Chanel no. 5 or the big mama review


As I mentioned in the Coco Mademoiselle review, many years ago I was searching for MY perfume.  Of course, I started with the iconic Chanel no. 5 and quickly rejected it.  It was just too old, and too much for a young girl to tangle with.  Maybe, as a fledgling, I was put off by the “sparkling” aldehydes.  A young girl unaccustomed to perfume complexity would easily dismiss these as soapy, powdery fluff fit only for grandmas as opposed to champagne bubbles annoucing a celebration of florals and womanhood.  But that was then and this is now. 

After reading much about the iconic-ness and genius of the Beaux creation, I had to try it again, if only to see if I could at least appreciate it knowing what I know about the perfume world now.  However, in addition to trying the latest bottle of number five, I also HAD to try a vintage bottle, both parfum strength.  My discoveries surprised me. 

First, I was surprised that on application the perfumes immediately brought to mind the cheap, er um, classic aftershave my father wears, Old English Leather.  This must be attributed to the neroli- ylang-ylang-citrus notes after the aldehydes.  Chanel’s ylang-ylang tends to haunt me and, as in Cuir de Russie, and it gives a leathery feel to the perfume.  That combined with the Neroli, a note I find in many men’s formulas, gives an unexpected masculine feel to the fragrance.  Completely unexpected.   One would not suspect to find this edge to a classic, top selling woman’s perfume. 

Further into the perfume, it becomes “spicy” and “smoky” as the King says, and I have to agree. The spice element in the perfume deepens the nature of the fragrance, turning sparkling champagne into a deep red wine, much in the way we girls go from the insecure experimentalism of girlhood to the experienced, confidence of womanhood.  Drydown continues in the animalic (nusky, no poopy) and trace of subtle spice then light woods.  The composition is quite fantastic as the various notes emerge in small clusters of citrus to florals to animal to woods and then back through the cycle. 

  The woman who wears this is sure of herself, dressing in tailored, structured pieces made of soft, tactile fabrics.  Her hair is smoothly pulled up, but easily taken down.  She is not overtly sexy, but more sensuous with lots of curves.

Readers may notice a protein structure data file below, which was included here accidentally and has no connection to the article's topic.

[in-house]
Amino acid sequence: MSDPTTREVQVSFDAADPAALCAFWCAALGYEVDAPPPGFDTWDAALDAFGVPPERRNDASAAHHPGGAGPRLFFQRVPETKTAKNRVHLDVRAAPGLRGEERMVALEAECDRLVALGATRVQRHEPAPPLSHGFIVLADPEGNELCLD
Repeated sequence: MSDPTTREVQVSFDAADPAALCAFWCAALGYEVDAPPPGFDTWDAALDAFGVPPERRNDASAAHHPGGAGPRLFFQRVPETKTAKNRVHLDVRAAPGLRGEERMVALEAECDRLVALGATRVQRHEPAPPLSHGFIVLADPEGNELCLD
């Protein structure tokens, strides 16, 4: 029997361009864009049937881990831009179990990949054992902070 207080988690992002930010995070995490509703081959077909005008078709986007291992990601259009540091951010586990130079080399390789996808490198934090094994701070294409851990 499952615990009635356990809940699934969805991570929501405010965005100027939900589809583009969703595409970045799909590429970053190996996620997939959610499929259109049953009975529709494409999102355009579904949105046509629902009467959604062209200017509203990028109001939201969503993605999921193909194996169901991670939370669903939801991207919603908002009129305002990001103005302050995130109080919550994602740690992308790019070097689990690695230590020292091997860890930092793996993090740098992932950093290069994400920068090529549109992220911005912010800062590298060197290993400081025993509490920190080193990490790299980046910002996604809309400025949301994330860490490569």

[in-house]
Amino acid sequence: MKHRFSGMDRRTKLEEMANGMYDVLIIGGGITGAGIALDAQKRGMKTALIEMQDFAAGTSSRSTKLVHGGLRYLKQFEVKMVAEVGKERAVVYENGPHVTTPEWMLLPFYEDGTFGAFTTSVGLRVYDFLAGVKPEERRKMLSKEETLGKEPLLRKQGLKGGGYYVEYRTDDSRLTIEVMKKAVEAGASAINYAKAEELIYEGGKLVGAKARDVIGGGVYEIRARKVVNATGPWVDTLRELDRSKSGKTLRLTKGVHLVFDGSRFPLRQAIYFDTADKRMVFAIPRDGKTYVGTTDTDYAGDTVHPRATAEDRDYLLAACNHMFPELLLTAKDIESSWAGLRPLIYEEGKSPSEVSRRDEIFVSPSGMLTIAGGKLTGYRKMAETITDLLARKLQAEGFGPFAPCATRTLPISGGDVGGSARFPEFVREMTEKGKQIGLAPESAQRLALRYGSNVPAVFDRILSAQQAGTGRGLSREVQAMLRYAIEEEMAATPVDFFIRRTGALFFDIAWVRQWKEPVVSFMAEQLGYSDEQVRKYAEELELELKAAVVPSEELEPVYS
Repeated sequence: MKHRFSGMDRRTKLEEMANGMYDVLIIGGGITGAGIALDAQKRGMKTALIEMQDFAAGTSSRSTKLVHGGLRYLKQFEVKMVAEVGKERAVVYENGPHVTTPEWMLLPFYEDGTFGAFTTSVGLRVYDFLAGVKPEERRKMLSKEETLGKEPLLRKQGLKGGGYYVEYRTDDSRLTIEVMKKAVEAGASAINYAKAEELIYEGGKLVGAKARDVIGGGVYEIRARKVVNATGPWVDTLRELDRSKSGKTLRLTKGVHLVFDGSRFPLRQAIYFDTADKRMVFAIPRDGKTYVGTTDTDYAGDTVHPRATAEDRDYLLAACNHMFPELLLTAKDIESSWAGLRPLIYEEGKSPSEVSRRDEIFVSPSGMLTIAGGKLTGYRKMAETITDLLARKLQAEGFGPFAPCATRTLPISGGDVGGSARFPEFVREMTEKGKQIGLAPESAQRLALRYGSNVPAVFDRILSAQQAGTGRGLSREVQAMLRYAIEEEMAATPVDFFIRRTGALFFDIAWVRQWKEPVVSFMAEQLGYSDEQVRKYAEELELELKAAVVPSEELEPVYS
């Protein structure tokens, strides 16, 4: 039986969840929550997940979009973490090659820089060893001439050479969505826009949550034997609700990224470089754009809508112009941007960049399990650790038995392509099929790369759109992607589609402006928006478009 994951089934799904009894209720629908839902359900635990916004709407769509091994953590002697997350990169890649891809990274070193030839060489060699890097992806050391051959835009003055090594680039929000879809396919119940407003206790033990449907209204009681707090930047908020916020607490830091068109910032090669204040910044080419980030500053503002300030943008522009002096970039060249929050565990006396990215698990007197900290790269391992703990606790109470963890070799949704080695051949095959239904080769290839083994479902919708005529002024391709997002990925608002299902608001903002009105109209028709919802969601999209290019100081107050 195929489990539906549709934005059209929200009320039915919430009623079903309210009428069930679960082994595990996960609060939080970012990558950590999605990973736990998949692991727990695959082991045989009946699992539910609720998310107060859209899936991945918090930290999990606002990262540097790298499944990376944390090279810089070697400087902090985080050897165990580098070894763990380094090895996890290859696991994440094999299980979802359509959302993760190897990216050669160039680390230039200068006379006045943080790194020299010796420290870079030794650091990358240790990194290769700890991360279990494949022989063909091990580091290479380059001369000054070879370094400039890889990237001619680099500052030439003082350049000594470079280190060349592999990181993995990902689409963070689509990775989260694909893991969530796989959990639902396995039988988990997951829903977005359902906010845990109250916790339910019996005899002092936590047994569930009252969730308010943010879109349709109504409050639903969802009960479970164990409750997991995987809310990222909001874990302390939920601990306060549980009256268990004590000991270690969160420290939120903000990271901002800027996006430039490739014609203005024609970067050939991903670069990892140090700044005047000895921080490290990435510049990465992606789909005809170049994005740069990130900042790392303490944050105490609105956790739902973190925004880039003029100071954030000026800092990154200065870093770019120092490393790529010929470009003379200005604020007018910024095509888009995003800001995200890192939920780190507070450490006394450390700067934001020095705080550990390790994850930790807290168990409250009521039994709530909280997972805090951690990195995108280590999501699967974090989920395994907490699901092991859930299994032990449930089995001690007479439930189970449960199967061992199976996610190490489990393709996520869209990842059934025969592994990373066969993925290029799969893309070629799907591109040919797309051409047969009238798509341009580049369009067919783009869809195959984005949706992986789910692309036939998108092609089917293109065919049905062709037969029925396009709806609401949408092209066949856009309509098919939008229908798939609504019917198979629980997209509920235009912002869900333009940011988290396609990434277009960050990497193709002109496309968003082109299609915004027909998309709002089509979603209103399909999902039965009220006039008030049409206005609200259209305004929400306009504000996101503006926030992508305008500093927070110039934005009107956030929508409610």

Iconic as it maybe, it has been tinkered with as Polge (reigning nose at Chanel) has admitted.  Where the vintage is a deep, throaty laugh, the modern is more of a girlish titter, with more powder and sweeter floral-fruit notes.  It is still essentailly the same formula.  De-Luxe how Luxury Lost it’s Luster mentions Chanel uses the same growers in Grasse for the florals as before in effort to maintain quality.  However the animalic have been toned down and summerized to suit the modern nose, unaccustomed to the deeper complexities of perfume. 

We could also argue the reformulation of the perfume matches the reformulation of the modern woman.  Once, we were more Marilyn like.  We expected to be curvy and reveled in our sensual power.  Everyday we donned a dress or suit to go about our business and every day we did hair and dabbed perfume.  Perfume was a luxury as well as a personal signature.  Today, in contrast, most of us throw on some jeans and a pony tail to go out to dinner.  We are kept little girls longer by our culture and most men seem to prefer a more girlish companion.  We are expected to wax everything but the top of our heads as well as diet ourselves into a prepubescent state. 

In the movie Loverboy with pre Grey’s Anatomy Patrick Dempsey, Dempsey’s character describes his first romantic encounter being with “a WOMAN a real Chanel, number 5!”  What more needs to be said about the perfume that signifies womanliness, lady-like classical and timeless sensuality?  How many more adjectives can I throw in there?

Ten years after dipping a toe into the toilet waters, I’ve emerged as a full fledged perfumista, as well as a grown up woman.  The kind that aspires to fix her hair and put on some lipstick, and hopefully found something other than jeans to wear…and never passes up chocolate.   For occasions when I want to be a lady, this is a bottle I pull out to annoint myself in celebration.  Truly a rite of passage, a benchmark I have finally acheived. 

notes: aldehydes, bergamot, rosewood, neroli, ylang-ylang, rose, jasmine, amber, civet, sandalwood, vetrvier

Published in: on December 28, 2007 at 7:38 am  Leave a Comment  

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